Ladies and gentleman,
I extend my gratitude to Ambassador Ms. Paula Narvaez, President of ECOSOC, and the ECOSOC Partnership Forum team for convening this crucial discussion on peace, justice, and inclusion. Today, I want to emphasize the urgency for immediate action in the face of unprecedented global uncertainty.
As we start off 2024, allow me to reiterate the reasons why we are calling for immediate action. Our world is grappling with heightened conflict, soaring costs of food and fuel, and a deep crisis of trust. These challenges are intertwined with the way we govern our societies, impacting people's capacity to meet their basic human needs.
How do we move forward now to address this confluence of multiple crises?
First, let’s look at what emerges from the official statistics that countries are reporting themselves against the global SDG 16 indicators.
UN Human Rights, UNODC and UNDP launched the first Global progress report on Sustainable Development Goal 16 indicators: A wake-up call for action on peace, justice and inclusion, that presents for the very first time the latest analysis of data available on SDG 16 indicators. This is the culmination of a long and fruitful partnership with UNODC, UN Office of Human Rights and additional key stakeholders who have been investing in strengthening statistical systems for informed decision making.
There is some good news. Positive strides include an increase in countries adopting laws guaranteeing public access to information, higher birth registrations for children under five, and the establishment of more independent national human rights institutions.
Also, now 40% of countries are reporting on at least one SDG 16 indicator, reflecting the considerable efforts of member states with the support of the UN system to ensure there is data to monitor national and global progress, which can inform prioritisation and acceleration. For instance, we have the SDG 16 Survey developed by UNODC, UNDP and UN Office of Human Rights where we are demonstrating impact. In The Gambia, the findings from the SDG Monitoring Survey 2020-21, contributed to the establishment of a new ministry overseeing public service delivery. In Tunisia, the findings are being used as a basis in discussions on SDG 16 policies and priorities between several partners.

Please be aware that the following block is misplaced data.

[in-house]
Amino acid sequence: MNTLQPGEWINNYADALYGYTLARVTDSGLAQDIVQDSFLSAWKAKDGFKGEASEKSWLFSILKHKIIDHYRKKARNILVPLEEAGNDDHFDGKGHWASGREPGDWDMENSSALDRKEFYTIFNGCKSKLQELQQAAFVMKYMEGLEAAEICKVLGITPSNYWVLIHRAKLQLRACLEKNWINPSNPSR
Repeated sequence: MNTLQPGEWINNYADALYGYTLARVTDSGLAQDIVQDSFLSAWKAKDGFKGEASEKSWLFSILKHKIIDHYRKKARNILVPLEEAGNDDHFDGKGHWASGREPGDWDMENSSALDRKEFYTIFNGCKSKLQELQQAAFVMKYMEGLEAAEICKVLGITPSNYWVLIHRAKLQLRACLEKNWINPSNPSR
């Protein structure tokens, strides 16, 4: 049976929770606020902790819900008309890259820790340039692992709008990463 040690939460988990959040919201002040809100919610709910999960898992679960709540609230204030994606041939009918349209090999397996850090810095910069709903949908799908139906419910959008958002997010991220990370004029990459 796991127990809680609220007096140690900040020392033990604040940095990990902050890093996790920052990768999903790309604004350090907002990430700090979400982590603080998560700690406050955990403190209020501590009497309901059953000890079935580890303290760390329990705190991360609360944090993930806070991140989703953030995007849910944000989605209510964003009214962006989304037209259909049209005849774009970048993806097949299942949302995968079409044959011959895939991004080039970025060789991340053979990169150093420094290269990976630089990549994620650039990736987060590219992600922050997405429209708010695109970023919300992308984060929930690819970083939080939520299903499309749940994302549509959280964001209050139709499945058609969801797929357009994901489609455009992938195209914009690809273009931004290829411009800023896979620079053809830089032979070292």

What were the major setbacks?
The report illustrates in stark terms where we are today on Goal 16. Countries are backsliding on their human rights commitments, violence and insecurity are pervasive, corruption and unresponsive Governments are corroding weakened social contracts and justice continues to be elusive for the most marginalized. Without addressing some of the deep-seated causes of inequality and exclusion captured within this Goal progress on sustainable development overall, will not be achieved. Some of the striking figures follow:
- Intentional homicide reached a peak in 2021.
- Less than half the population report crimes such as robbery, physical assault and sexual assault .
- There was a 40 per cent increase in killings and a nearly 300 per cent increase in enforced disappearances of human rights defenders and journalists from 2021 to 2022.
- Discrimination is prevalent worldwide, with one in six people having experienced discrimination during the previous 12 months.
Considering these challenges, what can we resolve to commit to today as a global community?
Achieving SDG 16 requires strong partnerships, integrated solutions, and proactive leadership from countries and member states. A whole-of-society approach is essential, involving governments, the private sector, civil society, youth, and international entities
SDG 16 data remains a key area for leveraging partnerships. Collaborating with more countries to track and report progress is essential to address reversals and stagnation across the Goal.
The financing gap is substantial, requiring sustained investment for long-term development and resilient societies. UNDP has an important role, along with other agencies, in supporting the leveraging of existing and new resources to enable adequate financing.
At UNDP, we collaborate with member states, sister agencies, civil society, and diverse coalitions. Together, we can achieve significant progress, reaffirming our commitment to the ideals of the 2030 Agenda for a safer, more just, and inclusive world.